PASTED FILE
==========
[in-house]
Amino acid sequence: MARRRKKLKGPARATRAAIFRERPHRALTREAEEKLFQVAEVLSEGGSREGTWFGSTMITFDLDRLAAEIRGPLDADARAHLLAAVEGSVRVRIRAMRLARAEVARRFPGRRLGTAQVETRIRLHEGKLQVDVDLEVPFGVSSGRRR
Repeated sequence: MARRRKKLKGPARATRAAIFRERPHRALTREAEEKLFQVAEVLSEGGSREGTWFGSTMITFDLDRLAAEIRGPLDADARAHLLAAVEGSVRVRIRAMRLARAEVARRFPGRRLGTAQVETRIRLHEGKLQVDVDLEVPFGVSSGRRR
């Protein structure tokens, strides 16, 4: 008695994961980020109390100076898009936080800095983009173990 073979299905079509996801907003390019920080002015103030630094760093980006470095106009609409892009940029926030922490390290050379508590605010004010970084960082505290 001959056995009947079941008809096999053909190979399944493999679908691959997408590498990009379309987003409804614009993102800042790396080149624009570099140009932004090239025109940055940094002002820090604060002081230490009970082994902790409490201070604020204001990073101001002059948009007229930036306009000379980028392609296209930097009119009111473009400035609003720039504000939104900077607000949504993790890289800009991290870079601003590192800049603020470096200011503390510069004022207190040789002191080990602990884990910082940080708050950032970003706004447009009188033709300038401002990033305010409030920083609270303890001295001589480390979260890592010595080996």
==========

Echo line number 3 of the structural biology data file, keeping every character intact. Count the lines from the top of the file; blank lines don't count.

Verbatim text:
Repeated sequence: MARRRKKLKGPARATRAAIFRERPHRALTREAEEKLFQVAEVLSEGGSREGTWFGSTMITFDLDRLAAEIRGPLDADARAHLLAAVEGSVRVRIRAMRLARAEVARRFPGRRLGTAQVETRIRLHEGKLQVDVDLEVPFGVSSGRRR